The geography has to do a lot with the history and culture of a place. It played a great role in shaping the destiny of people and their history. Assam surrounded by mountain barriers from three sides. The land of Assam connected with rest of the world through many routes such as Patkai route, which was use by Ahoms and other Tibet-Burman tribes of the North East. The hilly passes of Bhutan, Tibet and Nepal were also probably used by certain waves of the Tibet-Burman tribes’ movement. The landed western boundary of both Brahmputra valley and Barak Valley are, with Bengal. These two land borders were two important routes, through which the Aryan migration from North India took place. Actually, all migrations and invasions, from Gangetic valley or North India had occurred through those two routes, including that of Turkish, Afghans, and Mughals during medieval period.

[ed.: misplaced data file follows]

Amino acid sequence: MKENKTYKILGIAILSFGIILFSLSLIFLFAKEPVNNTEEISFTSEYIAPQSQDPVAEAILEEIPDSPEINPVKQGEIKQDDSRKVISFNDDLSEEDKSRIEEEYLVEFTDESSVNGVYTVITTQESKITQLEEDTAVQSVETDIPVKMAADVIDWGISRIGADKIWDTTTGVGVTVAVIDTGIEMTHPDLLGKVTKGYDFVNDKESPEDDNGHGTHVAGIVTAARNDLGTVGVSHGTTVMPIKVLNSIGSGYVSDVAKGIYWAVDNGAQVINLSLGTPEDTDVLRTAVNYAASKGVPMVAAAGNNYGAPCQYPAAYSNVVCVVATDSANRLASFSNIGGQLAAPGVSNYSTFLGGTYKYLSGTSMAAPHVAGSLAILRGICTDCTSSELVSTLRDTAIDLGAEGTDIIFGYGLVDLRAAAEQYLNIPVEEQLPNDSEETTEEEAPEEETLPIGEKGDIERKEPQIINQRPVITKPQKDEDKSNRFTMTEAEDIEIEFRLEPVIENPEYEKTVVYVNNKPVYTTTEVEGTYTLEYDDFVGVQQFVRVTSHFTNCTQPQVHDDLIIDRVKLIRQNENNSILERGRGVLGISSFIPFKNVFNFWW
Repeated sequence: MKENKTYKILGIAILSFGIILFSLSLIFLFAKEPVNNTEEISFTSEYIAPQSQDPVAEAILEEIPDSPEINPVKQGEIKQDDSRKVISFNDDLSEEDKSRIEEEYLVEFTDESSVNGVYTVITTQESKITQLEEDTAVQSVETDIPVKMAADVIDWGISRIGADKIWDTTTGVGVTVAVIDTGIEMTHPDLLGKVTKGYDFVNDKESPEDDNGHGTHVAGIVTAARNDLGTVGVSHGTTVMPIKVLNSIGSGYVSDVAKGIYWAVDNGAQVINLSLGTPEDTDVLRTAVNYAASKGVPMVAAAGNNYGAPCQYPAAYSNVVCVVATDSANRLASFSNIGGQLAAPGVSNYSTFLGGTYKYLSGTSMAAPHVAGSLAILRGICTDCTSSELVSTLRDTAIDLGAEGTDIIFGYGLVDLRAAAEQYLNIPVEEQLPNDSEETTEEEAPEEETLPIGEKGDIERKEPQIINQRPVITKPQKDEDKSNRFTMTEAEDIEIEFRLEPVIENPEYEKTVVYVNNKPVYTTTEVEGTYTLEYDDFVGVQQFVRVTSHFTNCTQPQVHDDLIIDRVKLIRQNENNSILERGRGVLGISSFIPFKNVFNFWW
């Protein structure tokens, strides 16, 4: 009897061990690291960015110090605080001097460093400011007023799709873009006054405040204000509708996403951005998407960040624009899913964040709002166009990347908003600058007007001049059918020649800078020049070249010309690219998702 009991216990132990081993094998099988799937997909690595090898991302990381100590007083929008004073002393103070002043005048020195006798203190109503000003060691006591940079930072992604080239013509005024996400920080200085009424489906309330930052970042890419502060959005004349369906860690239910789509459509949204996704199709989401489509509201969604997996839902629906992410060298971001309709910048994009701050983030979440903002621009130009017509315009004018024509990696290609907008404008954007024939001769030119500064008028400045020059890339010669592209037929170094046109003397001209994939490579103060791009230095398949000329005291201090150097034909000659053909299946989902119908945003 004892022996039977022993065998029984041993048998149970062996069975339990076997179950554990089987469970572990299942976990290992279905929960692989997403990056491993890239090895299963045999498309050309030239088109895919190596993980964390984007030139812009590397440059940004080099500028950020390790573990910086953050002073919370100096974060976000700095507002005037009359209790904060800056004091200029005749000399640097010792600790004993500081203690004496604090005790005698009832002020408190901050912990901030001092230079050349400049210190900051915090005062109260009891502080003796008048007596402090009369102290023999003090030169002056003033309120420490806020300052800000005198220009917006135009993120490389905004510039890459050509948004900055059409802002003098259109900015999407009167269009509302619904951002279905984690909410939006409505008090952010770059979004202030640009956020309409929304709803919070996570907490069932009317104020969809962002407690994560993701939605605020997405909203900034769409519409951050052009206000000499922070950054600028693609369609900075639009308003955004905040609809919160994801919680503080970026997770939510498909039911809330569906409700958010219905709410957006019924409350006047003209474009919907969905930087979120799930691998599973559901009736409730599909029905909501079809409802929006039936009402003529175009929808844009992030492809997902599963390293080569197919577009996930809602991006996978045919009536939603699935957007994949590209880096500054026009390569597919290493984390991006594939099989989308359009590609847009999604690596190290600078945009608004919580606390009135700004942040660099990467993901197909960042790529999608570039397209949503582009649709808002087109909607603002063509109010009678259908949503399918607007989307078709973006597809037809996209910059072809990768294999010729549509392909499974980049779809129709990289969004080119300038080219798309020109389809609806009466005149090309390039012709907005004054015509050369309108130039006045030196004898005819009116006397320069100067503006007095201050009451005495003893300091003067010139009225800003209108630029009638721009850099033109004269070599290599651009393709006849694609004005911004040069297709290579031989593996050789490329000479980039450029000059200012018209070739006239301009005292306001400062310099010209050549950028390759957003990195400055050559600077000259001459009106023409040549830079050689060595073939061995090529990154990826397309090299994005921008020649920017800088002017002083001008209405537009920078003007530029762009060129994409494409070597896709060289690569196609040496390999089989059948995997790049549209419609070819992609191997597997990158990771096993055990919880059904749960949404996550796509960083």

People: Assam is described as the land of anthropological Museum for its diverse ethnology. Population of Assam is composed of various races and tribes. The ancestor of these tribes and races migrated to Assam in different period of times. Details have been briefly mentioned earlier. Khasis of Austric origins were the first to settle in Assam. Subsequently Bodos of Mongoloid origin established in different regions, and gradually, became divided in to various groups, identified as Rabha, Bodos, Tiwa, Karbi and Dimasa etc. The northern Assam’s tribes Miri, Mishing, Daflas also entered Assam in the same period that of Bodos but remained concentrated on the northern bank of Brahmputra in the north east corner of Brahmaputra valley, bordering Arunachal Pradesh. The original term Bodo denote a large number of peoples-Garo, Rabha, Koch, Mech, Hajong, and Lalung etc, who speak Bodo languages. Not a very distant past the Bodos proved themselves to be very powerful occupying almost the entire Brahmputra valley. The other tribes Kakis, Nagas and Mar entered the hilly regions of central Assam at the same time of Bodo’s, through the Burma-Manipur route. Jaintia is another tribe that settled at the same period, in some areas of Barak valley. Indo-Aryans moved to Assam from Northern India by 6th and 7th century. Those groups of Aryans settled in different pockets of Brahmaputra and Barak valley. Brahmins of Srihatta are the first Aryan settlers and Kalitas of Brahmputra valley, who claimed to be Aryan origin[xxiv].